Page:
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Question
Posted by: kim | 2011-11-18

when will this end.

Hi

I have been out of a 4 year abusive relationship for 10months now, the beginning was very hard anxiety stress weight loss the works. My life changed in 1 day. I have come long way since then and id say im a pretty happy person I just have these days where im so emotional and angry at him, during this 10 months he has become engaged to a girl after 3 months and acts like I never happened. Why does the bad person get to move on while I struggle to come to terms with the loss of his family my life my house my friends (his) I rapped my self in that life. Thank god I had my friends and family still cause I always make time for people. I just wish this would completely go away the down days are terrible and im unfunctional. Im still so angry he gets away with hitting me and then ends up happier than me. Everyone says he isn’ t and shes a rebound ect but I don’ t see it that way.

Good girls always finish last.

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Our expert says:
Expert ImageCyberShrink

Congratulations on having made the tough but necessary decision to physically get out of an abusive relationship. But you don't sound as though you have also allowed yourself to move out psychologically.
He has moved on more easily because obviously, he doesn't give a damn - about you, or any other women in his life, probably about any other person in his life. YOu have lost less than you are assuming. If the "friends" were his, and didn't support you and remain friendly, then they were never actually friends at all - how much better to make new, real, friends that don't know him or carwe about him.
Don't assume he's happy. though he will try hard to make it look that way with you. His felings are probably superficial and all self-centered, now as always.
By allowing yourself to remain fruitlessly angry about it, you tie yourself to him with bonds of bitterness, rather than setting yourself free.
There's a wise old Buddhist story of the pair of monks who were travelling on foot between monasteries. Halfway there, they met a pretty young woman who was stuck at a very muddy patch in the road, for fear of getting filthy in the mud and ruining her clothes. The one young monk dithered, but the other one oofered to help, and when the lady agreed, he swept her up and carried her across the large muddy patch. Then he put her down, wished her a good day, and went on with his journey. The other young monk was silent and seething all afternoon. When that eening they finally got to the next monastery, the older monk asked him what was wrong, and he burst out in anger " "How disgracweful that was - you know we're not supposed to even touch a woman at all, and there you carried her in your arms !"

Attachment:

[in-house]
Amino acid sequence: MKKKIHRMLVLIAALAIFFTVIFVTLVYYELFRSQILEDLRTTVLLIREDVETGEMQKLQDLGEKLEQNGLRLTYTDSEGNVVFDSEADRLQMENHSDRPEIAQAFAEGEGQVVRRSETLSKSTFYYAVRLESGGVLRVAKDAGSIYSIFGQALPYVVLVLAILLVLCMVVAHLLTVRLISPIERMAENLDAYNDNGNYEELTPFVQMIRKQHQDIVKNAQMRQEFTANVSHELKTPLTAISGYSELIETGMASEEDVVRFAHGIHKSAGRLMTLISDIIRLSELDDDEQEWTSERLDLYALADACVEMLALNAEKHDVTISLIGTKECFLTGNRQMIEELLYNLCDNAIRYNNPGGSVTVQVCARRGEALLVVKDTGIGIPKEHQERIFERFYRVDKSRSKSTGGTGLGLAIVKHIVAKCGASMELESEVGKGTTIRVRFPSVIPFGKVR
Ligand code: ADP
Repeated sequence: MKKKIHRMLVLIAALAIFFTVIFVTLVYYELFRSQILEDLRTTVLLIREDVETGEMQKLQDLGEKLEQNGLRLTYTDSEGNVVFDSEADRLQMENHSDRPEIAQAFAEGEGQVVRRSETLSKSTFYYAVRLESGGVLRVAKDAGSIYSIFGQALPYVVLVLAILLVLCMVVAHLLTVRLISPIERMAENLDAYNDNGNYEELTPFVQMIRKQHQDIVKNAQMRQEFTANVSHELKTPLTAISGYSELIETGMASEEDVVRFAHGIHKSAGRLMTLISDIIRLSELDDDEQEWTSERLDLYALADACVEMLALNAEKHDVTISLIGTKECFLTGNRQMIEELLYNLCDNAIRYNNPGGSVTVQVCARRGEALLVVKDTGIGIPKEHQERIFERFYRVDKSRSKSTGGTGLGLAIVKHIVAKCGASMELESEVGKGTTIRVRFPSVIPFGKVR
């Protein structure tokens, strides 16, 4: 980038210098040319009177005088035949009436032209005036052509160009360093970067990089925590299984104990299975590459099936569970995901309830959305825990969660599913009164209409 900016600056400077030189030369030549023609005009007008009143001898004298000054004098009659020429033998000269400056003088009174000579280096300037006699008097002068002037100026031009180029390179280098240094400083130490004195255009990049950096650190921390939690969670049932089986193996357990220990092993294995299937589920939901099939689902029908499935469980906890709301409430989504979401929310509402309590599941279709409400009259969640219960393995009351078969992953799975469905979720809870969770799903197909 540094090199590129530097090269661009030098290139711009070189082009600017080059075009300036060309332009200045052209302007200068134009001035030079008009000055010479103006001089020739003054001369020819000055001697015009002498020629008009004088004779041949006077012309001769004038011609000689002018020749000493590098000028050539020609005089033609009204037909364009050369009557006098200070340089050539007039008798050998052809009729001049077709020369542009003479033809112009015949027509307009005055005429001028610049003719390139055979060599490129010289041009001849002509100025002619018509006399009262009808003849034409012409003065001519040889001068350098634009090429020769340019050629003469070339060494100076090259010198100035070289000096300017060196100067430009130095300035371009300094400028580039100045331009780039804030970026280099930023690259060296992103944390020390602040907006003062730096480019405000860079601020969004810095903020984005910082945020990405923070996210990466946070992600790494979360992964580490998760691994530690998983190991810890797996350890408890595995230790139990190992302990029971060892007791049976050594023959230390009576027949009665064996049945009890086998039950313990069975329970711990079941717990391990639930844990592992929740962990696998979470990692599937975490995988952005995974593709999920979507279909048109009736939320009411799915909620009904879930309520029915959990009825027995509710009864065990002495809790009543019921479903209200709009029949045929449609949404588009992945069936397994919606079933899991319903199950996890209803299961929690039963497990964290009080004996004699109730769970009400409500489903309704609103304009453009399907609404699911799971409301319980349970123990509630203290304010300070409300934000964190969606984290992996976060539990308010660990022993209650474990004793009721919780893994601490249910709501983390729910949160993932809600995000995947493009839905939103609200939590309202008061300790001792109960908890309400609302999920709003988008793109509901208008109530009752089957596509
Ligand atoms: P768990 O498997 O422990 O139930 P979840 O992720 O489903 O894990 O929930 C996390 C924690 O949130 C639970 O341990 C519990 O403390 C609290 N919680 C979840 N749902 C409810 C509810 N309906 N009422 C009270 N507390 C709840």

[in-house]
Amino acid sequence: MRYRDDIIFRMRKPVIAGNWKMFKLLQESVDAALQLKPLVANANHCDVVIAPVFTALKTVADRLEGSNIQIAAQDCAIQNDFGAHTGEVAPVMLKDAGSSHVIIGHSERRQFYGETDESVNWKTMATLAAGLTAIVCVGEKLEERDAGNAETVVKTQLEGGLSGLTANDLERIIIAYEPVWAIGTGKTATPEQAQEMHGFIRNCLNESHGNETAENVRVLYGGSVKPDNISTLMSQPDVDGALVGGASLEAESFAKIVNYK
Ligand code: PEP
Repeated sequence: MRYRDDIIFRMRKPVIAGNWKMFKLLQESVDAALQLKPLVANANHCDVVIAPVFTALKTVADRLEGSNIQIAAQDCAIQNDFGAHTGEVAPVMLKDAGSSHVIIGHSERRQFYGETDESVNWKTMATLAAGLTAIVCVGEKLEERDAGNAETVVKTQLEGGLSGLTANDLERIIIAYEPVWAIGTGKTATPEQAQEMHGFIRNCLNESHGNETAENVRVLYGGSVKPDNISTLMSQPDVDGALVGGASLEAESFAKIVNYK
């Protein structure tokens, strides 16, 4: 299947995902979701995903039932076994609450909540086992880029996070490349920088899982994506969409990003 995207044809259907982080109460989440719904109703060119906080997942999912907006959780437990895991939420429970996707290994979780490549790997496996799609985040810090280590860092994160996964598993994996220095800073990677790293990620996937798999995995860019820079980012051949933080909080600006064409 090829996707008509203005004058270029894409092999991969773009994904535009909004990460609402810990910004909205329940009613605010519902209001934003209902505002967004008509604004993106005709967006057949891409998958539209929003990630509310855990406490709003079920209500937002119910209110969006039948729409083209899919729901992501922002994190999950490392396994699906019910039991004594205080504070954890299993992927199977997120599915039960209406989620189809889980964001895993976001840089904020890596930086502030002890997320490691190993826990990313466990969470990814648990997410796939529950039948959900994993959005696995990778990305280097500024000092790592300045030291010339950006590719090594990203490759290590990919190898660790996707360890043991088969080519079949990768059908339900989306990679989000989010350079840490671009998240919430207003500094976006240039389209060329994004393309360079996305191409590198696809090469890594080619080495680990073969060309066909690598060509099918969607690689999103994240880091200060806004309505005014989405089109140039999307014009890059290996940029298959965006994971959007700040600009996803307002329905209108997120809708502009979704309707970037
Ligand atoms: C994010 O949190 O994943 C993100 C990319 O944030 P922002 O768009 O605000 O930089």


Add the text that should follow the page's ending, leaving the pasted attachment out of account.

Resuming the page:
The older monk smiled. "Yes" he said, but I put her down on the other side of the mud patch - you've been carrying her with you all afternoon".
Leave the abuser behind in the mud. Put him down. Moving on is free for you to do when you let go and stop dragging him with you.

The information provided does not constitute a diagnosis of your condition. You should consult a medical practitioner or other appropriate health care professional for a physical exmanication, diagnosis and formal advice. Health24 and the expert accept no responsibility or liability for any damage or personal harm you may suffer resulting from making use of this content.

1
Our users say:
Posted by: cybershrink | 2011-11-18

Congratulations on having made the tough but necessary decision to physically get out of an abusive relationship. But you don't sound as though you have also allowed yourself to move out psychologically.
He has moved on more easily because obviously, he doesn't give a damn - about you, or any other women in his life, probably about any other person in his life. YOu have lost less than you are assuming. If the "friends" were his, and didn't support you and remain friendly, then they were never actually friends at all - how much better to make new, real, friends that don't know him or carwe about him.
Don't assume he's happy. though he will try hard to make it look that way with you. His felings are probably superficial and all self-centered, now as always.
By allowing yourself to remain fruitlessly angry about it, you tie yourself to him with bonds of bitterness, rather than setting yourself free.
There's a wise old Buddhist story of the pair of monks who were travelling on foot between monasteries. Halfway there, they met a pretty young woman who was stuck at a very muddy patch in the road, for fear of getting filthy in the mud and ruining her clothes. The one young monk dithered, but the other one oofered to help, and when the lady agreed, he swept her up and carried her across the large muddy patch. Then he put her down, wished her a good day, and went on with his journey. The other young monk was silent and seething all afternoon. When that eening they finally got to the next monastery, the older monk asked him what was wrong, and he burst out in anger " "How disgracweful that was - you know we're not supposed to even touch a woman at all, and there you carried her in your arms !"
The older monk smiled. "Yes" he said, but I put her down on the other side of the mud patch - you've been carrying her with you all afternoon".
Leave the abuser behind in the mud. Put him down. Moving on is free for you to do when you let go and stop dragging him with you.

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